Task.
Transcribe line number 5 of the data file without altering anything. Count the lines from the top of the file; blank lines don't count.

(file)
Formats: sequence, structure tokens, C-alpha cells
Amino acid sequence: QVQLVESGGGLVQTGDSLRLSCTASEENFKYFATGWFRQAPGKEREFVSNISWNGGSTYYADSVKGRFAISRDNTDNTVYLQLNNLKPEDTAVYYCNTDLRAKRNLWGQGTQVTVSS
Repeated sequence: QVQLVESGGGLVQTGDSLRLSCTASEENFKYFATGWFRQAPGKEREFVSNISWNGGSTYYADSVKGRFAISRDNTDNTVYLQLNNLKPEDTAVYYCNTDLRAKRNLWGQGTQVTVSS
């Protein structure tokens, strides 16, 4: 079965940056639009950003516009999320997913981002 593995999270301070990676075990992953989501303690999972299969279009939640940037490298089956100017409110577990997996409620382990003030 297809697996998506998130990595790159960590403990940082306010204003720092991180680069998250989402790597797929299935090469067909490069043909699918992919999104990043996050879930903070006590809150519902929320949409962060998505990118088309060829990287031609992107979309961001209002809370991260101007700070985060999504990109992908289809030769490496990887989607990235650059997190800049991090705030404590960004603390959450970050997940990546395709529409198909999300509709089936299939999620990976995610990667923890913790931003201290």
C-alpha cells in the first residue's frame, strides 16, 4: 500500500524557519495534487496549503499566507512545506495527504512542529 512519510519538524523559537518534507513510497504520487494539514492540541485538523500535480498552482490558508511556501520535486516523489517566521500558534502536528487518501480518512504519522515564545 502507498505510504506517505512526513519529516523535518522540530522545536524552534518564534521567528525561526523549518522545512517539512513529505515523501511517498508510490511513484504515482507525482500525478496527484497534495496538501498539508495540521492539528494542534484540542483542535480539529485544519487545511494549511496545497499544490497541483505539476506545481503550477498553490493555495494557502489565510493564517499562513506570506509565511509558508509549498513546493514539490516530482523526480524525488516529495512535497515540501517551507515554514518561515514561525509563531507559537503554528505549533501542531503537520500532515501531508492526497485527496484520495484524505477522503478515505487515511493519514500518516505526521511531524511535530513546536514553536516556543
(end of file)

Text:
C-alpha cells in the first residue's frame, strides 16, 4: 500500500524557519495534487496549503499566507512545506495527504512542529 512519510519538524523559537518534507513510497504520487494539514492540541485538523500535480498552482490558508511556501520535486516523489517566521500558534502536528487518501480518512504519522515564545 502507498505510504506517505512526513519529516523535518522540530522545536524552534518564534521567528525561526523549518522545512517539512513529505515523501511517498508510490511513484504515482507525482500525478496527484497534495496538501498539508495540521492539528494542534484540542483542535480539529485544519487545511494549511496545497499544490497541483505539476506545481503550477498553490493555495494557502489565510493564517499562513506570506509565511509558508509549498513546493514539490516530482523526480524525488516529495512535497515540501517551507515554514518561515514561525509563531507559537503554528505549533501542531503537520500532515501531508492526497485527496484520495484524505477522503478515505487515511493519514500518516505526521511531524511535530513546536514553536516556543